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Transfer of prostasomal CD59 to CD59-deficient red blood cells results in protection against complement mediated hemolysis
Uppsala University, Medicinska vetenskapsområdet, Faculty of Medicine, Department of Oncology, Radiology and Clinical Immunology.
2002 In: Am J Reprod Immunol, ISSN 8755-8920, Vol. 47, no 3, 183-192 p.Article in journal (Refereed) Published
Place, publisher, year, edition, pages
2002. Vol. 47, no 3, 183-192 p.
Identifiers
URN: urn:nbn:se:uu:diva-93003OAI: oai:DiVA.org:uu-93003DiVA: diva2:166347
Available from: 2005-05-03 Created: 2005-05-03Bibliographically approved
In thesis
1. Prostasome Modulation of Blood Cascade System and Phosphoprotein Reactions with Focus on Prostate Cancer
Open this publication in new window or tab >>Prostasome Modulation of Blood Cascade System and Phosphoprotein Reactions with Focus on Prostate Cancer
2005 (English)Doctoral thesis, comprehensive summary (Other academic)
Abstract [en]

Prostasomes are extracellularly occurring submicron, membrane-surrounded organelles produced by the epithelial cells of the prostate and present in semen. Their precise physiological role is not known, although some of their properties assign them to important physiological and patho-physiological functions. In this thesis, some new properties of seminal and malignant cell line (DU145, PC-3 and LNCaP) prostasomes have been identified.

Differences in the expressions and activities of prostasomal CD59, ATPase, protein kinases and tissue factor (TF) have been characterized. The transfer of prostasomal CD59 to CD59-deficient erythrocytes (rabbit and human PNH erythrocytes) has been established. CD59, protein kinases and TF were overexpressed by malignant cell prostasomes. ATPase activity was highest on seminal prostasomes with minimal expression by malignant cell prostasomes resulting in more residual ATP available for phosphorylation reactions. Several proteins were phosphorylated by prostasomal protein kinases, viz. complement component C3, fibrinogen, vitronectin and E-cadherin. Furthermore, TF was identified as the main endogenous phosphorylation substrate on prostasomes. In addition, prothrombotic effects of prostasomes were established. DU145 and PC-3-derived prostasomes exerted a higher clotting effect on whole blood and plasma compared to LNCaP and seminal prostasomes.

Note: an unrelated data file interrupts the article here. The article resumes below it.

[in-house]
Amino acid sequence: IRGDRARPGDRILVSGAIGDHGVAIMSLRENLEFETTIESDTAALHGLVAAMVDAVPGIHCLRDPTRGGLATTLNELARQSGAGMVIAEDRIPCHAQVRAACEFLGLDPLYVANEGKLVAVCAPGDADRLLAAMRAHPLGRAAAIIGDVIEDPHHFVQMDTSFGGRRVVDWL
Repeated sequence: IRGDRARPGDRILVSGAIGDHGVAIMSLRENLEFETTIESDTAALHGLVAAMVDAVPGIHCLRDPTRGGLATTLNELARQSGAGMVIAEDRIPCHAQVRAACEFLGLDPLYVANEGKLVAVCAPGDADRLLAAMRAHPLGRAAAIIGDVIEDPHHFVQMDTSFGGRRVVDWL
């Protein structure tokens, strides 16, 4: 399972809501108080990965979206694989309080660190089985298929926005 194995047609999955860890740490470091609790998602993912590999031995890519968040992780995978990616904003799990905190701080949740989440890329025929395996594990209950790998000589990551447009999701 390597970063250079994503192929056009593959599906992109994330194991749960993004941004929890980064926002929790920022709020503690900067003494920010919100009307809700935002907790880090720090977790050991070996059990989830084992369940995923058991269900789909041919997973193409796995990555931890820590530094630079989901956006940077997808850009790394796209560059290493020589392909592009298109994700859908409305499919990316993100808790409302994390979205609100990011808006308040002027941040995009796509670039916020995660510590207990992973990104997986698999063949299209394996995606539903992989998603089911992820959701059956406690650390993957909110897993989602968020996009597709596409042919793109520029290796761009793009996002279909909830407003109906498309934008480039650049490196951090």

In conclusion, malignant cell prostasomes showed higher ability to interact with the biological system in favor of prostate cancer cell promotion and survival. The roles played by prostasomes in this context may improve the understanding of the mechanisms that help the prostate cancer cells to avoid the complement attack (CD59 transfer and phosphorylation of C3), to promote angiogenesis (TF) and to metastasize. It may also provide a better understanding of some of the complications usually seen in some terminal prostate cancer patients like thrombotic events and tendency to develop disseminated intravascular coagulation.

Place, publisher, year, edition, pages
Uppsala: Acta Universitatis Upsaliensis, 2005. 65 p.
Series
Digital Comprehensive Summaries of Uppsala Dissertations from the Faculty of Medicine, ISSN 1651-6206 ; 34
Keyword
Immunology, ATPase, CD59, Complement, DU145, Extracellular phosphorylation, LNCaP, PC-3, Prostasomes, Prostate cancer, Protein kinases, Tissue factor, Immunologi
National Category
Immunology in the medical area
Identifiers
urn:nbn:se:uu:diva-5779 (URN)91-554-6238-3 (ISBN)
Public defence
2005-05-23, Rudbeck Hall, Rudbeck Laboratory, UAS - C11, Uppsala, 13:15
Opponent
Supervisors
Available from: 2005-05-03 Created: 2005-05-03Bibliographically approved

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